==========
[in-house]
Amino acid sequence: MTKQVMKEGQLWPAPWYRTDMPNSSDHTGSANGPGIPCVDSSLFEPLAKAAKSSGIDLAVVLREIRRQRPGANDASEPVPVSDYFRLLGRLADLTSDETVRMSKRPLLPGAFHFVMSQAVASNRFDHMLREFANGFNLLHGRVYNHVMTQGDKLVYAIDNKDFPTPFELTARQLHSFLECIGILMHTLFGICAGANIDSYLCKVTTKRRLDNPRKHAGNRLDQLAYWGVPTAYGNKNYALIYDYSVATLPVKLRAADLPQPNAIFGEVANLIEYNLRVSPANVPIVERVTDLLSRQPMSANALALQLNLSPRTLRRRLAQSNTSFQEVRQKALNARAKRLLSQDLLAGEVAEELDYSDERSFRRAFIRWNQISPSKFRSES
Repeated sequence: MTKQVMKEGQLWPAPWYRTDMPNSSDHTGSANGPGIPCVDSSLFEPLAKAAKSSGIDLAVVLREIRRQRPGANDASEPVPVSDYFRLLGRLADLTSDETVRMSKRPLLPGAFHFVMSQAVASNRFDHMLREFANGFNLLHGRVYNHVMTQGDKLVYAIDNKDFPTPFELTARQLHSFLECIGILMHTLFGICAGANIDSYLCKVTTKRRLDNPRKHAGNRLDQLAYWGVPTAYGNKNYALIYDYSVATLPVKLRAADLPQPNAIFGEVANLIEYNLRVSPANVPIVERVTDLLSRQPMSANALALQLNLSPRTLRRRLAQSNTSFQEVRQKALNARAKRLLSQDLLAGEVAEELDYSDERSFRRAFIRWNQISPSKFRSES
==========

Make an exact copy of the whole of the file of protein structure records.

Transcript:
[in-house]
Amino acid sequence: MTKQVMKEGQLWPAPWYRTDMPNSSDHTGSANGPGIPCVDSSLFEPLAKAAKSSGIDLAVVLREIRRQRPGANDASEPVPVSDYFRLLGRLADLTSDETVRMSKRPLLPGAFHFVMSQAVASNRFDHMLREFANGFNLLHGRVYNHVMTQGDKLVYAIDNKDFPTPFELTARQLHSFLECIGILMHTLFGICAGANIDSYLCKVTTKRRLDNPRKHAGNRLDQLAYWGVPTAYGNKNYALIYDYSVATLPVKLRAADLPQPNAIFGEVANLIEYNLRVSPANVPIVERVTDLLSRQPMSANALALQLNLSPRTLRRRLAQSNTSFQEVRQKALNARAKRLLSQDLLAGEVAEELDYSDERSFRRAFIRWNQISPSKFRSES
Repeated sequence: MTKQVMKEGQLWPAPWYRTDMPNSSDHTGSANGPGIPCVDSSLFEPLAKAAKSSGIDLAVVLREIRRQRPGANDASEPVPVSDYFRLLGRLADLTSDETVRMSKRPLLPGAFHFVMSQAVASNRFDHMLREFANGFNLLHGRVYNHVMTQGDKLVYAIDNKDFPTPFELTARQLHSFLECIGILMHTLFGICAGANIDSYLCKVTTKRRLDNPRKHAGNRLDQLAYWGVPTAYGNKNYALIYDYSVATLPVKLRAADLPQPNAIFGEVANLIEYNLRVSPANVPIVERVTDLLSRQPMSANALALQLNLSPRTLRRRLAQSNTSFQEVRQKALNARAKRLLSQDLLAGEVAEELDYSDERSFRRAFIRWNQISPSKFRSES